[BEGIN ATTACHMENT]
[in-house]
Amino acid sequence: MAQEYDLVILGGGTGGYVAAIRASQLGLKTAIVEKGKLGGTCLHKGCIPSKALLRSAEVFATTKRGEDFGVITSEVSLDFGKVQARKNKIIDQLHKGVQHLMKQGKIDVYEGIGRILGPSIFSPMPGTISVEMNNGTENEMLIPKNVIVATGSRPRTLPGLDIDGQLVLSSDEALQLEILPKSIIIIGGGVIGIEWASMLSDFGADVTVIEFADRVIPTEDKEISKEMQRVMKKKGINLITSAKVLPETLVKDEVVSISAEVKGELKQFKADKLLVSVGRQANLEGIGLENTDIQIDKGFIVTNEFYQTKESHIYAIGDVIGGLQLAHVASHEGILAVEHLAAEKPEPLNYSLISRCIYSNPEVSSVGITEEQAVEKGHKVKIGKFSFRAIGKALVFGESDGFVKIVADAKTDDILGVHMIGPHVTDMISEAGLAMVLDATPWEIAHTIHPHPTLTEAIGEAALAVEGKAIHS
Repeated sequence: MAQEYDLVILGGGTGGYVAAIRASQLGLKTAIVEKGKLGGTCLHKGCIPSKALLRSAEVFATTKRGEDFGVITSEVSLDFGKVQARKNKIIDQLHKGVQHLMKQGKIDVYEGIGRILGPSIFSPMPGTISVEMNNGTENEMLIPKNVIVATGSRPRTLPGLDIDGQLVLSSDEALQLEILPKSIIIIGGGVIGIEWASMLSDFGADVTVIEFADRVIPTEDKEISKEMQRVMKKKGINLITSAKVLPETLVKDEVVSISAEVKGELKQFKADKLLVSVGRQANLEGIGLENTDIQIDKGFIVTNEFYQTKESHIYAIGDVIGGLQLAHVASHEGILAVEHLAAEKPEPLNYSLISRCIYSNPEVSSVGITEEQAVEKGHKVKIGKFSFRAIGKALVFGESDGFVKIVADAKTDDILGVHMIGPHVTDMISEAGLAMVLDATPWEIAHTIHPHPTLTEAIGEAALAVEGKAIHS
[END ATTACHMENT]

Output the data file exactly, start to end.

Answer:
[in-house]
Amino acid sequence: MAQEYDLVILGGGTGGYVAAIRASQLGLKTAIVEKGKLGGTCLHKGCIPSKALLRSAEVFATTKRGEDFGVITSEVSLDFGKVQARKNKIIDQLHKGVQHLMKQGKIDVYEGIGRILGPSIFSPMPGTISVEMNNGTENEMLIPKNVIVATGSRPRTLPGLDIDGQLVLSSDEALQLEILPKSIIIIGGGVIGIEWASMLSDFGADVTVIEFADRVIPTEDKEISKEMQRVMKKKGINLITSAKVLPETLVKDEVVSISAEVKGELKQFKADKLLVSVGRQANLEGIGLENTDIQIDKGFIVTNEFYQTKESHIYAIGDVIGGLQLAHVASHEGILAVEHLAAEKPEPLNYSLISRCIYSNPEVSSVGITEEQAVEKGHKVKIGKFSFRAIGKALVFGESDGFVKIVADAKTDDILGVHMIGPHVTDMISEAGLAMVLDATPWEIAHTIHPHPTLTEAIGEAALAVEGKAIHS
Repeated sequence: MAQEYDLVILGGGTGGYVAAIRASQLGLKTAIVEKGKLGGTCLHKGCIPSKALLRSAEVFATTKRGEDFGVITSEVSLDFGKVQARKNKIIDQLHKGVQHLMKQGKIDVYEGIGRILGPSIFSPMPGTISVEMNNGTENEMLIPKNVIVATGSRPRTLPGLDIDGQLVLSSDEALQLEILPKSIIIIGGGVIGIEWASMLSDFGADVTVIEFADRVIPTEDKEISKEMQRVMKKKGINLITSAKVLPETLVKDEVVSISAEVKGELKQFKADKLLVSVGRQANLEGIGLENTDIQIDKGFIVTNEFYQTKESHIYAIGDVIGGLQLAHVASHEGILAVEHLAAEKPEPLNYSLISRCIYSNPEVSSVGITEEQAVEKGHKVKIGKFSFRAIGKALVFGESDGFVKIVADAKTDDILGVHMIGPHVTDMISEAGLAMVLDATPWEIAHTIHPHPTLTEAIGEAALAVEGKAIHS